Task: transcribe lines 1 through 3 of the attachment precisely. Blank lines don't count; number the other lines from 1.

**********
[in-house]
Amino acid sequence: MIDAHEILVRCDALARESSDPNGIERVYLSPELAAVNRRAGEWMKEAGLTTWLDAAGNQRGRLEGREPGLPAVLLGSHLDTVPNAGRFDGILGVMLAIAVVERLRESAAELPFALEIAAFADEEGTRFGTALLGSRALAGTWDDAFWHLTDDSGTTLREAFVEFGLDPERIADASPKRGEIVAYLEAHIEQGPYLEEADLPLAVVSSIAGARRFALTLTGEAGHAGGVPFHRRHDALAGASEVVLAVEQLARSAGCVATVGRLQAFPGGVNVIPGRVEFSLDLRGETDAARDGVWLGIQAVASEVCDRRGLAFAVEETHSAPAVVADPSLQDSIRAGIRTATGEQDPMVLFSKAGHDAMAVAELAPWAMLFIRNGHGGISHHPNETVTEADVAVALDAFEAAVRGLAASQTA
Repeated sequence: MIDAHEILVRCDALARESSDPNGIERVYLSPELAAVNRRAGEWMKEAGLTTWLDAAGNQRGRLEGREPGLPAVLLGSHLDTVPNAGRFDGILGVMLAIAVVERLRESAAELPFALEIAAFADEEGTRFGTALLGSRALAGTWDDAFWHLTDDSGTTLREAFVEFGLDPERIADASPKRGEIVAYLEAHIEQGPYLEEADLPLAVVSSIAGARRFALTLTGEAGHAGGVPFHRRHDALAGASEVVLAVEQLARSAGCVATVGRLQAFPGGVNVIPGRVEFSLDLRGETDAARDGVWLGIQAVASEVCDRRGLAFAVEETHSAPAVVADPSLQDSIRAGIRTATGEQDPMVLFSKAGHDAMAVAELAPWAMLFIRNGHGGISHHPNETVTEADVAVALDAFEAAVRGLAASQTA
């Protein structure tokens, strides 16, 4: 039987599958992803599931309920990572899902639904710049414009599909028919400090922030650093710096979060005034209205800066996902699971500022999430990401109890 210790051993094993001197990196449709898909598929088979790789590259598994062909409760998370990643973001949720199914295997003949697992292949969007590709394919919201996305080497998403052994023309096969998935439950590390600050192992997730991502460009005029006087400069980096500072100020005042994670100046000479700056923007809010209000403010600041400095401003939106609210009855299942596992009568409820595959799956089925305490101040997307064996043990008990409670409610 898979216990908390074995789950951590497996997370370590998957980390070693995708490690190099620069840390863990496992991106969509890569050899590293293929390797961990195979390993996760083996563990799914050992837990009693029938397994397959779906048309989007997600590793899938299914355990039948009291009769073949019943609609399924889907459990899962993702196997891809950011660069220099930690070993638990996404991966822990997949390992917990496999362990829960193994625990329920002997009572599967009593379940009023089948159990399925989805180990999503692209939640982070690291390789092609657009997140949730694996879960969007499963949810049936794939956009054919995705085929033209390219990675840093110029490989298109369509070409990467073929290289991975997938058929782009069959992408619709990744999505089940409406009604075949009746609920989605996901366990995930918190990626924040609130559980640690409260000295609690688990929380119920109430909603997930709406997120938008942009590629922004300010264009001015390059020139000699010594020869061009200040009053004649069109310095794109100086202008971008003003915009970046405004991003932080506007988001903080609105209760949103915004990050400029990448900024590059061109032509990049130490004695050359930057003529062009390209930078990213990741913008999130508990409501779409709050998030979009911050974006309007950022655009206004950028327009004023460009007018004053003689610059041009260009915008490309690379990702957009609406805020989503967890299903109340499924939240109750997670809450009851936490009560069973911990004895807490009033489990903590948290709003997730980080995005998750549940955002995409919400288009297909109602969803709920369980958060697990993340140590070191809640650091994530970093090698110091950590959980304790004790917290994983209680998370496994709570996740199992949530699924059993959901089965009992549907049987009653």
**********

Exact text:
[in-house]
Amino acid sequence: MIDAHEILVRCDALARESSDPNGIERVYLSPELAAVNRRAGEWMKEAGLTTWLDAAGNQRGRLEGREPGLPAVLLGSHLDTVPNAGRFDGILGVMLAIAVVERLRESAAELPFALEIAAFADEEGTRFGTALLGSRALAGTWDDAFWHLTDDSGTTLREAFVEFGLDPERIADASPKRGEIVAYLEAHIEQGPYLEEADLPLAVVSSIAGARRFALTLTGEAGHAGGVPFHRRHDALAGASEVVLAVEQLARSAGCVATVGRLQAFPGGVNVIPGRVEFSLDLRGETDAARDGVWLGIQAVASEVCDRRGLAFAVEETHSAPAVVADPSLQDSIRAGIRTATGEQDPMVLFSKAGHDAMAVAELAPWAMLFIRNGHGGISHHPNETVTEADVAVALDAFEAAVRGLAASQTA
Repeated sequence: MIDAHEILVRCDALARESSDPNGIERVYLSPELAAVNRRAGEWMKEAGLTTWLDAAGNQRGRLEGREPGLPAVLLGSHLDTVPNAGRFDGILGVMLAIAVVERLRESAAELPFALEIAAFADEEGTRFGTALLGSRALAGTWDDAFWHLTDDSGTTLREAFVEFGLDPERIADASPKRGEIVAYLEAHIEQGPYLEEADLPLAVVSSIAGARRFALTLTGEAGHAGGVPFHRRHDALAGASEVVLAVEQLARSAGCVATVGRLQAFPGGVNVIPGRVEFSLDLRGETDAARDGVWLGIQAVASEVCDRRGLAFAVEETHSAPAVVADPSLQDSIRAGIRTATGEQDPMVLFSKAGHDAMAVAELAPWAMLFIRNGHGGISHHPNETVTEADVAVALDAFEAAVRGLAASQTA